French Food Vocabulary

Previously on the WN Foods blog, we have learned Mandarin and Korean food vocabulary. Today, it’s time for French!

  • Food = Nourriture
  • “J’adore la nourriture!” (I love food!)
  • Meat = Viande
  • “Elle ne mange pas de viande.” (She does not eat meat.)
  • Vegetables = Légumes
  • “Je vais acheter des légumes.” (I am going to buy some vegetables).
  • Bread  = Pain
  • “Il y a du pain à la boulangerie.” (There is bread at the bakery.)
  • Cheese = Fromage
  • “Ce fromage pue.” (This cheese stinks.)
  • Wine = Vin
  • “Je bois du vin tous les jours.” (I drink wine every day.)
  • Cake = Gâteau
  • “L’enfant a un gâteau.” (The child has a cake.)
  • Egg = Œuf
  • “Un œuf, s’il vous plaît.” (One egg, please.)
  • To eat = Manger
  • “Tu dois manger à notre restaurant!” (You should eat at our restaurant!)
  • To drink = Boire
  • “Il ne faut pas boire trop de café.” (One must not drink too much coffee.)

What’s your favorite food word in French? Which languages would you like to see featured on our blog? Let us know!

Here at WN Foods, we co-pack high quality sauces, cooked with the finest ingredients. If you would like us to manufacture your sauce recipe, or if you would like our food science team to help you develop your own sauce, please contact us at (510) 487-8877 or wingnienfoods@gmail.com.

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French Sauces

French food is known worldwide for its decadence and abundance of flavor. Did you know that much of this comes from the five French mother sauces? These sauces form the foundation of most other sauces found in French cuisine. Let’s have a look at these foundational sauces!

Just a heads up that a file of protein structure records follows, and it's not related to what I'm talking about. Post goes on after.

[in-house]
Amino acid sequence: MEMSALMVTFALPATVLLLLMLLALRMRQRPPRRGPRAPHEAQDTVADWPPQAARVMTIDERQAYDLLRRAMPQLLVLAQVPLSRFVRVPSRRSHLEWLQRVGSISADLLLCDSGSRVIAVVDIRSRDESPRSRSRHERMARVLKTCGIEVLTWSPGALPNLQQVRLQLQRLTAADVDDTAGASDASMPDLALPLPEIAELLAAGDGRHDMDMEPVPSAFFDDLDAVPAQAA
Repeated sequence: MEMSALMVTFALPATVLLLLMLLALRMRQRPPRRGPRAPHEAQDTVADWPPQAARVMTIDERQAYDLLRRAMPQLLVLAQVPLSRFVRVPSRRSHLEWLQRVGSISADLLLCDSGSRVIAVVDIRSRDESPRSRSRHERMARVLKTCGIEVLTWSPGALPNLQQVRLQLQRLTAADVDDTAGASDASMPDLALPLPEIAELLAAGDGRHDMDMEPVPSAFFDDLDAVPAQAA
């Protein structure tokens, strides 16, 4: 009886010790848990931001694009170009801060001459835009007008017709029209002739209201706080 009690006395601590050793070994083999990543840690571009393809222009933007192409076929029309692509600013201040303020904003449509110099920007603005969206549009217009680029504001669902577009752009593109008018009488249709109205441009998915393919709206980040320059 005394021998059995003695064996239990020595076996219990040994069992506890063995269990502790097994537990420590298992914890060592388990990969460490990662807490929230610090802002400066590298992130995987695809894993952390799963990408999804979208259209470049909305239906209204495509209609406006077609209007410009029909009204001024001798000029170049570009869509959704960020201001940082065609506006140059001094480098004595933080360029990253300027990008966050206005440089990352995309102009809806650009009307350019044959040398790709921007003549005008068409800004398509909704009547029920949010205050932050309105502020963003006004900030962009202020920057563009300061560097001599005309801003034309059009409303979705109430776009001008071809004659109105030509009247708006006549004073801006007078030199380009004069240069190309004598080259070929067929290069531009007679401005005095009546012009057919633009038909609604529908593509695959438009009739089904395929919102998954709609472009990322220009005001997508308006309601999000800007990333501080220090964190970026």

Béchamel

This creamy sauce feels luxurious on the tongue, but it is actually quite simple to make. With just milk and white roux (butter and flour), béchamel becomes a thick, velvety condiment that can be eaten as is or combined with other ingredients such as cheese, herbs, or onions. This sauce pairs well with hearty foods like beef, pasta, and potatoes.

Hollandaise

Hollandaise is a favorite of brunch fans all over the world, and it is also made with a few simple ingredients. This smooth, tangy sauce is an emulsion of butter, lemon juice, and egg yolks. Beyond eggs Benedict, Hollandaise is often used with seafood and vegetables to give them a kick of freshness and rich texture.

Velouté

Like béchamel, velouté starts with a roux, but it is then combined with stock (usually fish, chicken, or veal). The result is a deliciously savory white sauce that can be used with almost any French dish. It is a versatile condiment that is great to have in your cooking arsenal!

Tomat

French sauce tomat is not your average tomato sauce. Cooking it is a long process involving simmered meats, vegetables, and assorted herbs, but it pays off in the end when the sauce becomes a chunky, filling sauce. It is closer to a bolognese meat sauce than the runny tomato sauce we are used to in the USA.

Demi Glace

Demi glace or sauce Espagnole starts with a brown roux (similar to a white roux, but cooked longer until it becomes nuttier in flavor). Meat stock, bones, herbs, and vegetables are added to the roux and cooked until the sauce is thick, rich, and decadent. Spoon this over some dark meat with mushrooms and mashed potatoes, and you will feel like royalty.

What’s your favorite French mother sauce? Let us know!

Here at WN Foods, we co-pack high quality sauces, cooked with the finest ingredients. If you would like us to manufacture your sauce recipe, or if you would like our food science team to help you develop your own sauce, please contact us at (510) 487-8877 or wingnienfoods@gmail.com.